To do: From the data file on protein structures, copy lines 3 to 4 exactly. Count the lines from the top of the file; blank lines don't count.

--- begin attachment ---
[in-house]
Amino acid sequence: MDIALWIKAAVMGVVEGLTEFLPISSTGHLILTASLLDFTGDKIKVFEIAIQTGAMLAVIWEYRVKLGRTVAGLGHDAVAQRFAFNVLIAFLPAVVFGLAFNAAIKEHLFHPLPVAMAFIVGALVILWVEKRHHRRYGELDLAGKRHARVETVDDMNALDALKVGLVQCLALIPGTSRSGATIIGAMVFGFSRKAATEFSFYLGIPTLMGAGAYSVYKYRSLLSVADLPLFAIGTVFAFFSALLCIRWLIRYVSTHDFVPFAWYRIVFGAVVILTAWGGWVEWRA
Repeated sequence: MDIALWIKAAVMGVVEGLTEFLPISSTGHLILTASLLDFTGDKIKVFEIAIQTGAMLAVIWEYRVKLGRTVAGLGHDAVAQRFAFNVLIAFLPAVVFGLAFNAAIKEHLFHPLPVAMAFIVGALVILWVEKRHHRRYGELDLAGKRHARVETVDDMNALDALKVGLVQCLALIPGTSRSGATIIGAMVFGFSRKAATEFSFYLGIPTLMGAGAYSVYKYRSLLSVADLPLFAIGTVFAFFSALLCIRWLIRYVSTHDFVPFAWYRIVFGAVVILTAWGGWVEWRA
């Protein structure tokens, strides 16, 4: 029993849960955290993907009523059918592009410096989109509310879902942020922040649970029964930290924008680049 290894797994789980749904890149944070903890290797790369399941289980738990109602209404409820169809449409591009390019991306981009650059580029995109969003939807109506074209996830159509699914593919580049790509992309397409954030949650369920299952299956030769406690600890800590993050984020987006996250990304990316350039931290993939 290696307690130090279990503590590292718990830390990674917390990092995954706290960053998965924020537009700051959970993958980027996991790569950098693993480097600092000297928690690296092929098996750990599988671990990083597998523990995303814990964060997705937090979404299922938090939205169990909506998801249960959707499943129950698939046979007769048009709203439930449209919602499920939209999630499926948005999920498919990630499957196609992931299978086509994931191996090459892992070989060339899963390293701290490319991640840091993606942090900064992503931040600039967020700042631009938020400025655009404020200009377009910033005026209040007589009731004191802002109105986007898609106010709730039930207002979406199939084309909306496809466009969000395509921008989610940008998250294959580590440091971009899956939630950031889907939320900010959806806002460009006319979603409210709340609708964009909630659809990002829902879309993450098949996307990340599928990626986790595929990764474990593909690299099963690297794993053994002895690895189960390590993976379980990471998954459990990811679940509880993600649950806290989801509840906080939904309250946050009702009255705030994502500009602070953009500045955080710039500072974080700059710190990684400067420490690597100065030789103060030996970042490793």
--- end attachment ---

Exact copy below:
Repeated sequence: MDIALWIKAAVMGVVEGLTEFLPISSTGHLILTASLLDFTGDKIKVFEIAIQTGAMLAVIWEYRVKLGRTVAGLGHDAVAQRFAFNVLIAFLPAVVFGLAFNAAIKEHLFHPLPVAMAFIVGALVILWVEKRHHRRYGELDLAGKRHARVETVDDMNALDALKVGLVQCLALIPGTSRSGATIIGAMVFGFSRKAATEFSFYLGIPTLMGAGAYSVYKYRSLLSVADLPLFAIGTVFAFFSALLCIRWLIRYVSTHDFVPFAWYRIVFGAVVILTAWGGWVEWRA
């Protein structure tokens, strides 16, 4: 029993849960955290993907009523059918592009410096989109509310879902942020922040649970029964930290924008680049 290894797994789980749904890149944070903890290797790369399941289980738990109602209404409820169809449409591009390019991306981009650059580029995109969003939807109506074209996830159509699914593919580049790509992309397409954030949650369920299952299956030769406690600890800590993050984020987006996250990304990316350039931290993939 290696307690130090279990503590590292718990830390990674917390990092995954706290960053998965924020537009700051959970993958980027996991790569950098693993480097600092000297928690690296092929098996750990599988671990990083597998523990995303814990964060997705937090979404299922938090939205169990909506998801249960959707499943129950698939046979007769048009709203439930449209919602499920939209999630499926948005999920498919990630499957196609992931299978086509994931191996090459892992070989060339899963390293701290490319991640840091993606942090900064992503931040600039967020700042631009938020400025655009404020200009377009910033005026209040007589009731004191802002109105986007898609106010709730039930207002979406199939084309909306496809466009969000395509921008989610940008998250294959580590440091971009899956939630950031889907939320900010959806806002460009006319979603409210709340609708964009909630659809990002829902879309993450098949996307990340599928990626986790595929990764474990593909690299099963690297794993053994002895690895189960390590993976379980990471998954459990990811679940509880993600649950806290989801509840906080939904309250946050009702009255705030994502500009602070953009500045955080710039500072974080700059710190990684400067420490690597100065030789103060030996970042490793």